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Encyclopedia of Cleveland History

GRACE CONGREGATIONAL CHURCH

GRACE CONGREGATIONAL CHURCH

GRACE CONGREGATIONAL CHURCH (1867-1980) originated in 1867 as a Methodist-Congregational Union Sabbath school near the corner of Ridge Rd. and Denison Ave., organized by First Congregational & Methodist Church. In 1870 the First Congregational accepted responsibility for the school, and in 1874 it moved to Union Chapel (built by First Congregational) at 73rd St. and Brimsmade Ave. In 1875 Rev. Elisha A. Hoffman was put in charge of the Union Sabbath School, and in 1878 it moved to Harbor St. Congregational Chapel, a mission chapel also established by First Congregational. When the New York Central & St. Louis Railway Co. wanted the Harbor St. property for its right-of-way, First Congregational sold the property and gave the proceeds to Union Sabbath School. Nineteen members of this Sabbath school voted on 7 Dec. 1881 to form Grace Congregational Church, with Rev. Hoffman as their pastor. On 9 July 1882 Grace Congregational dedicated their new "gothic edifice with stained glass windows" on Train St. near Clark St. The congregation grew, but because of the changing neighborhood, the property was transferred to the Cleveland Bohemian Mission Board in 1884. (It ultimately became Cyril Church, used by Rev. Henry A. Schauffler for his work with CZECHS.) Grace Congregational Church built a new sanctuary at Gordon and Colgate Ave., dedicated on 28 June 1885, and moved the old Union Chapel to the property. Rev. Hoffman resigned 1 Apr. 1886 and was succeeded by Rev. John H. Hull. The church helped start several missions, including one on Lorain Ave. that later became West Park Church. In 1953 First Congregational Church merged with Grace Congregational. Grace voted in 1979 to merge with Faith Community Church (organized in 1958 in NORTH ROYALTON). The merger was consummated on 20 Jan. 1980, and the new church at 10383 Albion Rd., North Royalton, was again named the First Congregational Church. Rev. Garred W. Johnstone served as the first pastor.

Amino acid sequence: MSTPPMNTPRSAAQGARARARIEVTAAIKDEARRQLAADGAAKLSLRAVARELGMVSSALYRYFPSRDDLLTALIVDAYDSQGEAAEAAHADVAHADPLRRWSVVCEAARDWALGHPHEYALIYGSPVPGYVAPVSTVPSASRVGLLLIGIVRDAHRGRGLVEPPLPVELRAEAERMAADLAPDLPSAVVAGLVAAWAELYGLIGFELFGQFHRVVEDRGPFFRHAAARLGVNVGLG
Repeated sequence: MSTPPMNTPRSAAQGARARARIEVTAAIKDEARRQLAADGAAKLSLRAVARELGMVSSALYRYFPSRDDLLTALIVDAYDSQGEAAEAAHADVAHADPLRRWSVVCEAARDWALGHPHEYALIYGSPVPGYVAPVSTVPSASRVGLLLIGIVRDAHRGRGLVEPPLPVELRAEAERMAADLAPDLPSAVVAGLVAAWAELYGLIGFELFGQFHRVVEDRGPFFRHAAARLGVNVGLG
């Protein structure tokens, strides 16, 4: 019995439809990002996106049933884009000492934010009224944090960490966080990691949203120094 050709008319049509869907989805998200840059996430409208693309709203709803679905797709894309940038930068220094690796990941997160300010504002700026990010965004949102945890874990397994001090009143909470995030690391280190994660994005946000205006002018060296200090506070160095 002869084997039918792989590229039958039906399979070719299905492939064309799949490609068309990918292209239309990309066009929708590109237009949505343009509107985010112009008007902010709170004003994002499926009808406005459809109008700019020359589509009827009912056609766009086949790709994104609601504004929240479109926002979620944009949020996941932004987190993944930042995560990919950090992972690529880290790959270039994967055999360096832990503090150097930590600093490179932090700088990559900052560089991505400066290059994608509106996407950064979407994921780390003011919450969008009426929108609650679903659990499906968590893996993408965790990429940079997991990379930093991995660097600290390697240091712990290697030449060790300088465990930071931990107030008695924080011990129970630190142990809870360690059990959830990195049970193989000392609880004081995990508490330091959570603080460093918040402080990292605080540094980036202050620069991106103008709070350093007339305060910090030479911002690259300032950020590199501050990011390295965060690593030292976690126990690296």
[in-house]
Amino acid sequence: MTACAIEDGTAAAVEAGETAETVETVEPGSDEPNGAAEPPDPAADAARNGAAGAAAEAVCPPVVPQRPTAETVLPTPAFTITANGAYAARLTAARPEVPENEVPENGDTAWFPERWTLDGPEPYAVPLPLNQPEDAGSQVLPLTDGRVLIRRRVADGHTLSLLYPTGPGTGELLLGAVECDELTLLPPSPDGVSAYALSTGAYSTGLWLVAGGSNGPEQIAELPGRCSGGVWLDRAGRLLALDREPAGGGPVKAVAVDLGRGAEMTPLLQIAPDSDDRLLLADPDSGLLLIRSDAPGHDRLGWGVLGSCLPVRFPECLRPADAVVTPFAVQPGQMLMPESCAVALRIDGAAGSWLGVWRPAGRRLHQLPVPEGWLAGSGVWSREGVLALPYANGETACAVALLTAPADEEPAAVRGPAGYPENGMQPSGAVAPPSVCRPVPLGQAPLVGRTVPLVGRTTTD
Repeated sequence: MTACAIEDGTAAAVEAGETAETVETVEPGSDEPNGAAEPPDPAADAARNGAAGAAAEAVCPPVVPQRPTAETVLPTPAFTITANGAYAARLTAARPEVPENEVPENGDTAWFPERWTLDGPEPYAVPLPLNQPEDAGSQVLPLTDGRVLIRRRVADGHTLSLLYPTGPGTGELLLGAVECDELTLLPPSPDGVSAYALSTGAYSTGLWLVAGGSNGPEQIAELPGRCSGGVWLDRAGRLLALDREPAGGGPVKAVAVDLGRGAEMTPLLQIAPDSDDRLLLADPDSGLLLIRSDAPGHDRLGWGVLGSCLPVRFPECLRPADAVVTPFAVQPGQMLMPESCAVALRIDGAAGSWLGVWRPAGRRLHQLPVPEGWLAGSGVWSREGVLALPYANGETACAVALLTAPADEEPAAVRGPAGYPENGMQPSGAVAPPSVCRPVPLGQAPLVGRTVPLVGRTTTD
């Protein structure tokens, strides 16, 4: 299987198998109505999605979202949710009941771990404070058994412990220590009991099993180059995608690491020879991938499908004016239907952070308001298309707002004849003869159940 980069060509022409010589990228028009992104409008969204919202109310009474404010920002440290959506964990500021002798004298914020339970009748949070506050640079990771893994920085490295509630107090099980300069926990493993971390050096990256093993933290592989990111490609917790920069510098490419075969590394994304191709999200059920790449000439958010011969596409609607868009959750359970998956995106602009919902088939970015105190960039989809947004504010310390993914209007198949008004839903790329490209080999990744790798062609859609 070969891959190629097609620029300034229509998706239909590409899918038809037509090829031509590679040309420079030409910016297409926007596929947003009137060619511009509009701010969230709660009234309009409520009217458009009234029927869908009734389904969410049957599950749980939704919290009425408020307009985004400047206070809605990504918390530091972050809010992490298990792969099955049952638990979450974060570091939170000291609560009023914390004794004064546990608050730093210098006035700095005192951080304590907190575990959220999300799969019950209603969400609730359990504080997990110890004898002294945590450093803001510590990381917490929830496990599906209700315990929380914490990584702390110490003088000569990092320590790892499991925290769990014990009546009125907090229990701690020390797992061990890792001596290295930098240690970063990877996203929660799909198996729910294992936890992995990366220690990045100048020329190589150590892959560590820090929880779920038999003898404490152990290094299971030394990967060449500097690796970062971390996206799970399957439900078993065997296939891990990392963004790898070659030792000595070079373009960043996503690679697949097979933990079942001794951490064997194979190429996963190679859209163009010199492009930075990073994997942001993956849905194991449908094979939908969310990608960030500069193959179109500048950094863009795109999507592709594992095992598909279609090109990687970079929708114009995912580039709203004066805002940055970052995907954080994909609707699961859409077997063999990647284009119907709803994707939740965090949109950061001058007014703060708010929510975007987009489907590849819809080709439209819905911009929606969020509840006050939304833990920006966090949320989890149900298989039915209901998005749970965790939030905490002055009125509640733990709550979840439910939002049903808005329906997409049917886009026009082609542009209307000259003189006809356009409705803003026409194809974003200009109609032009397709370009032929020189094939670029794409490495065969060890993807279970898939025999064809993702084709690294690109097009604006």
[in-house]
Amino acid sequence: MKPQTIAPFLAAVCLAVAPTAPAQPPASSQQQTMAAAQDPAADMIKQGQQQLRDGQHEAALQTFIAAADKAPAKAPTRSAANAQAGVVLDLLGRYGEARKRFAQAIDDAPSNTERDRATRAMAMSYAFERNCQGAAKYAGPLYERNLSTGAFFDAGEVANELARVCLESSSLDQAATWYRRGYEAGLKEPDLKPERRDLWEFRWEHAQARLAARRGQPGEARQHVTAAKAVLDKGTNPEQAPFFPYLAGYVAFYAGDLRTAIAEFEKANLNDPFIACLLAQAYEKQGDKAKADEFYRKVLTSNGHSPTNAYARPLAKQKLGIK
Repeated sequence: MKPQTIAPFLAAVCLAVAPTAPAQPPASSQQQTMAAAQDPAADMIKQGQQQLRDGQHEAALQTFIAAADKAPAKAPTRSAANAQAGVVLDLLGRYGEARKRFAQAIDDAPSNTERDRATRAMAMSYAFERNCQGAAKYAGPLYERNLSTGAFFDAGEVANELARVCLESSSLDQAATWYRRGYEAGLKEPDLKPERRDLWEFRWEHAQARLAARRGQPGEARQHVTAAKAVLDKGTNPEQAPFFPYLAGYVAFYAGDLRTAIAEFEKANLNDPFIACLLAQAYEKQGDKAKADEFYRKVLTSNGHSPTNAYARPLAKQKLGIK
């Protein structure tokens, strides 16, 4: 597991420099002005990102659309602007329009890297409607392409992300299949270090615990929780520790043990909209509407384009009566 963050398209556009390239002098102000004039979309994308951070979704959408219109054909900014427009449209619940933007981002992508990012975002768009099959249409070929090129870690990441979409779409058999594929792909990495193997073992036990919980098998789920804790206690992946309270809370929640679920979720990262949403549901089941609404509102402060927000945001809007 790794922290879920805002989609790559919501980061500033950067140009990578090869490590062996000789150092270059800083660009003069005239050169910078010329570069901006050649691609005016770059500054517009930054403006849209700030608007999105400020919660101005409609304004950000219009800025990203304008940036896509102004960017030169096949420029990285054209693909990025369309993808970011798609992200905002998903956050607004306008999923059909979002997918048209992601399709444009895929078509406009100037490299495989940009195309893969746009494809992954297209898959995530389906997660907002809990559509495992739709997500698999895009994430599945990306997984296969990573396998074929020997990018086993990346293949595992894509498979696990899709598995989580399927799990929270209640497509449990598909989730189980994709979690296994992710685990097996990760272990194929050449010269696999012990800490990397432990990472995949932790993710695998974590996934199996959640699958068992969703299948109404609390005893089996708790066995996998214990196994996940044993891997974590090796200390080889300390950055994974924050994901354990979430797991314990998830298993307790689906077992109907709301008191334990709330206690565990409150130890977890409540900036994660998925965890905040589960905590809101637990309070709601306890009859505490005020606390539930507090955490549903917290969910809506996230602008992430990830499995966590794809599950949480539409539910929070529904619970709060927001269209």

See also RELIGION, CONGREGATIONALISTS.